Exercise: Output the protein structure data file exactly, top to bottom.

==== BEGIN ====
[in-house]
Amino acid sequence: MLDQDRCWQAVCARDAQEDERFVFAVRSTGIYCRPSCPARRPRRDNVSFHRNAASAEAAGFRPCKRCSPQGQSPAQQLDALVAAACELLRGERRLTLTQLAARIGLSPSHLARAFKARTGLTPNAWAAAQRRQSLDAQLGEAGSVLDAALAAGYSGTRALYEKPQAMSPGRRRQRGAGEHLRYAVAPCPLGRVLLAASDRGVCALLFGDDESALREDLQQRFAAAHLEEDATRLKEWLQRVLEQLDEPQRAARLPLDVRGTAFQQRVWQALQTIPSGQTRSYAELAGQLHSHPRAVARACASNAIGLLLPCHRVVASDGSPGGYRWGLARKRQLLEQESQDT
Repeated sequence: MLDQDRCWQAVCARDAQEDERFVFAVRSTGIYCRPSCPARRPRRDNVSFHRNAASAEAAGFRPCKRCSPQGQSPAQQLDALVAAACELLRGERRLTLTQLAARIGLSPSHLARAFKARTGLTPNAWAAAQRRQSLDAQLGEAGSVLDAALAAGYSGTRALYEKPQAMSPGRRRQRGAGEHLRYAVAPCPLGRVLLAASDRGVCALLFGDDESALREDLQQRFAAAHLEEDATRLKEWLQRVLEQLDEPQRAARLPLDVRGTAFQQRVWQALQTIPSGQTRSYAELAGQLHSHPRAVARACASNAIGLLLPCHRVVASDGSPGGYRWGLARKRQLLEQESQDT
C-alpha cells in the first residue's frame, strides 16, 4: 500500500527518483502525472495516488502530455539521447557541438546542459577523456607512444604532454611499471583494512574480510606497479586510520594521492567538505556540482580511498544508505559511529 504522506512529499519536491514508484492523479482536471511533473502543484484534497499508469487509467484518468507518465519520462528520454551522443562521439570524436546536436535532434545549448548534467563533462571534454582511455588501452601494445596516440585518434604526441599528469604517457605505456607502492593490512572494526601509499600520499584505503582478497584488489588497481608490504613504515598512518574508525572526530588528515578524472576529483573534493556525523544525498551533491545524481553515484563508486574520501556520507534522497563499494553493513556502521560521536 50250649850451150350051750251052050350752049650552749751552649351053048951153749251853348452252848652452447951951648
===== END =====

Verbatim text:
[in-house]
Amino acid sequence: MLDQDRCWQAVCARDAQEDERFVFAVRSTGIYCRPSCPARRPRRDNVSFHRNAASAEAAGFRPCKRCSPQGQSPAQQLDALVAAACELLRGERRLTLTQLAARIGLSPSHLARAFKARTGLTPNAWAAAQRRQSLDAQLGEAGSVLDAALAAGYSGTRALYEKPQAMSPGRRRQRGAGEHLRYAVAPCPLGRVLLAASDRGVCALLFGDDESALREDLQQRFAAAHLEEDATRLKEWLQRVLEQLDEPQRAARLPLDVRGTAFQQRVWQALQTIPSGQTRSYAELAGQLHSHPRAVARACASNAIGLLLPCHRVVASDGSPGGYRWGLARKRQLLEQESQDT
Repeated sequence: MLDQDRCWQAVCARDAQEDERFVFAVRSTGIYCRPSCPARRPRRDNVSFHRNAASAEAAGFRPCKRCSPQGQSPAQQLDALVAAACELLRGERRLTLTQLAARIGLSPSHLARAFKARTGLTPNAWAAAQRRQSLDAQLGEAGSVLDAALAAGYSGTRALYEKPQAMSPGRRRQRGAGEHLRYAVAPCPLGRVLLAASDRGVCALLFGDDESALREDLQQRFAAAHLEEDATRLKEWLQRVLEQLDEPQRAARLPLDVRGTAFQQRVWQALQTIPSGQTRSYAELAGQLHSHPRAVARACASNAIGLLLPCHRVVASDGSPGGYRWGLARKRQLLEQESQDT
C-alpha cells in the first residue's frame, strides 16, 4: 500500500527518483502525472495516488502530455539521447557541438546542459577523456607512444604532454611499471583494512574480510606497479586510520594521492567538505556540482580511498544508505559511529 504522506512529499519536491514508484492523479482536471511533473502543484484534497499508469487509467484518468507518465519520462528520454551522443562521439570524436546536436535532434545549448548534467563533462571534454582511455588501452601494445596516440585518434604526441599528469604517457605505456607502492593490512572494526601509499600520499584505503582478497584488489588497481608490504613504515598512518574508525572526530588528515578524472576529483573534493556525523544525498551533491545524481553515484563508486574520501556520507534522497563499494553493513556502521560521536 50250649850451150350051750251052050350752049650552749751552649351053048951153749251853348452252848652452447951951648